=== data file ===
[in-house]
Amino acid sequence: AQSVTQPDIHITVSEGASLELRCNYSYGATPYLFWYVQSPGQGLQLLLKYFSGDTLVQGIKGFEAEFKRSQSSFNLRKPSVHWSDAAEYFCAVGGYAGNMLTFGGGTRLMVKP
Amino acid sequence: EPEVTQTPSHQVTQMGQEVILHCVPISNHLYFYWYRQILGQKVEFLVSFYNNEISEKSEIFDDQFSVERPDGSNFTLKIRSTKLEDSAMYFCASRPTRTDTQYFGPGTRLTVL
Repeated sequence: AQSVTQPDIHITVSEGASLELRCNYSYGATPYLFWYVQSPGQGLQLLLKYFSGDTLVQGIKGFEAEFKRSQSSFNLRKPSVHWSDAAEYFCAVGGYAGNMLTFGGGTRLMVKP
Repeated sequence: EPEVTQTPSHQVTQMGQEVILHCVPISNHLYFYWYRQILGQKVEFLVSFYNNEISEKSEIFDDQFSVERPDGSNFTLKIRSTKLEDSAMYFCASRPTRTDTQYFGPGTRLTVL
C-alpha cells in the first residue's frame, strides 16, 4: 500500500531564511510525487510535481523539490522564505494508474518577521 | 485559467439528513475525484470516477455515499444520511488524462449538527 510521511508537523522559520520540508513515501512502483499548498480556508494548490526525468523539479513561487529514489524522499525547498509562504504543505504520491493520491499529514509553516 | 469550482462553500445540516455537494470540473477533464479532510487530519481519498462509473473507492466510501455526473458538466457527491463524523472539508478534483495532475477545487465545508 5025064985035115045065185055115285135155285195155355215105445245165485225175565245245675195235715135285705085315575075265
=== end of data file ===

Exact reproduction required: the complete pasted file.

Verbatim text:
[in-house]
Amino acid sequence: AQSVTQPDIHITVSEGASLELRCNYSYGATPYLFWYVQSPGQGLQLLLKYFSGDTLVQGIKGFEAEFKRSQSSFNLRKPSVHWSDAAEYFCAVGGYAGNMLTFGGGTRLMVKP
Amino acid sequence: EPEVTQTPSHQVTQMGQEVILHCVPISNHLYFYWYRQILGQKVEFLVSFYNNEISEKSEIFDDQFSVERPDGSNFTLKIRSTKLEDSAMYFCASRPTRTDTQYFGPGTRLTVL
Repeated sequence: AQSVTQPDIHITVSEGASLELRCNYSYGATPYLFWYVQSPGQGLQLLLKYFSGDTLVQGIKGFEAEFKRSQSSFNLRKPSVHWSDAAEYFCAVGGYAGNMLTFGGGTRLMVKP
Repeated sequence: EPEVTQTPSHQVTQMGQEVILHCVPISNHLYFYWYRQILGQKVEFLVSFYNNEISEKSEIFDDQFSVERPDGSNFTLKIRSTKLEDSAMYFCASRPTRTDTQYFGPGTRLTVL
C-alpha cells in the first residue's frame, strides 16, 4: 500500500531564511510525487510535481523539490522564505494508474518577521 | 485559467439528513475525484470516477455515499444520511488524462449538527 510521511508537523522559520520540508513515501512502483499548498480556508494548490526525468523539479513561487529514489524522499525547498509562504504543505504520491493520491499529514509553516 | 469550482462553500445540516455537494470540473477533464479532510487530519481519498462509473473507492466510501455526473458538466457527491463524523472539508478534483495532475477545487465545508 5025064985035115045065185055115285135155285195155355215105445245165485225175565245245675195235715135285705085315575075265